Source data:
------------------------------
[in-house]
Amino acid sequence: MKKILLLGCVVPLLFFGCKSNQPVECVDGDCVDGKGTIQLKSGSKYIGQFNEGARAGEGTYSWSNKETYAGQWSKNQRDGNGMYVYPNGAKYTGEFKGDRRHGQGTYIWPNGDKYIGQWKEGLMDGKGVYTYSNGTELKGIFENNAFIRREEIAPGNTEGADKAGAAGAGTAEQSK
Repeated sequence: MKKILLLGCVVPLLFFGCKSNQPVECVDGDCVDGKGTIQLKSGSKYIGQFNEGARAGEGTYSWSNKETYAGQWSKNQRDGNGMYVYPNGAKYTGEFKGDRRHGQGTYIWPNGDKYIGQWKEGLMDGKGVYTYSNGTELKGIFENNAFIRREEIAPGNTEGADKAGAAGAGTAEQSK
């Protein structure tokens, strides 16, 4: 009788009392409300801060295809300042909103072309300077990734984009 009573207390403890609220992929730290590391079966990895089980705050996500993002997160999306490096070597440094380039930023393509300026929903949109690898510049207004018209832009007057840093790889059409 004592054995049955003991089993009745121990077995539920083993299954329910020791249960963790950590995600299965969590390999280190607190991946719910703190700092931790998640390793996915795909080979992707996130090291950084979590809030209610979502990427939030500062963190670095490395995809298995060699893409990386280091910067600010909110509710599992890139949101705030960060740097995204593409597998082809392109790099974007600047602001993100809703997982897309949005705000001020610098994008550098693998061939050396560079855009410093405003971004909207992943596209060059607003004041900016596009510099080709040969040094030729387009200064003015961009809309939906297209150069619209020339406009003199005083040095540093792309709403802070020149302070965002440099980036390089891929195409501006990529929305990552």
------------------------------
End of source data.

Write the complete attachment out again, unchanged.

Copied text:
[in-house]
Amino acid sequence: MKKILLLGCVVPLLFFGCKSNQPVECVDGDCVDGKGTIQLKSGSKYIGQFNEGARAGEGTYSWSNKETYAGQWSKNQRDGNGMYVYPNGAKYTGEFKGDRRHGQGTYIWPNGDKYIGQWKEGLMDGKGVYTYSNGTELKGIFENNAFIRREEIAPGNTEGADKAGAAGAGTAEQSK
Repeated sequence: MKKILLLGCVVPLLFFGCKSNQPVECVDGDCVDGKGTIQLKSGSKYIGQFNEGARAGEGTYSWSNKETYAGQWSKNQRDGNGMYVYPNGAKYTGEFKGDRRHGQGTYIWPNGDKYIGQWKEGLMDGKGVYTYSNGTELKGIFENNAFIRREEIAPGNTEGADKAGAAGAGTAEQSK
């Protein structure tokens, strides 16, 4: 009788009392409300801060295809300042909103072309300077990734984009 009573207390403890609220992929730290590391079966990895089980705050996500993002997160999306490096070597440094380039930023393509300026929903949109690898510049207004018209832009007057840093790889059409 004592054995049955003991089993009745121990077995539920083993299954329910020791249960963790950590995600299965969590390999280190607190991946719910703190700092931790998640390793996915795909080979992707996130090291950084979590809030209610979502990427939030500062963190670095490395995809298995060699893409990386280091910067600010909110509710599992890139949101705030960060740097995204593409597998082809392109790099974007600047602001993100809703997982897309949005705000001020610098994008550098693998061939050396560079855009410093405003971004909207992943596209060059607003004041900016596009510099080709040969040094030729387009200064003015961009809309939906297209150069619209020339406009003199005083040095540093792309709403802070020149302070965002440099980036390089891929195409501006990529929305990552």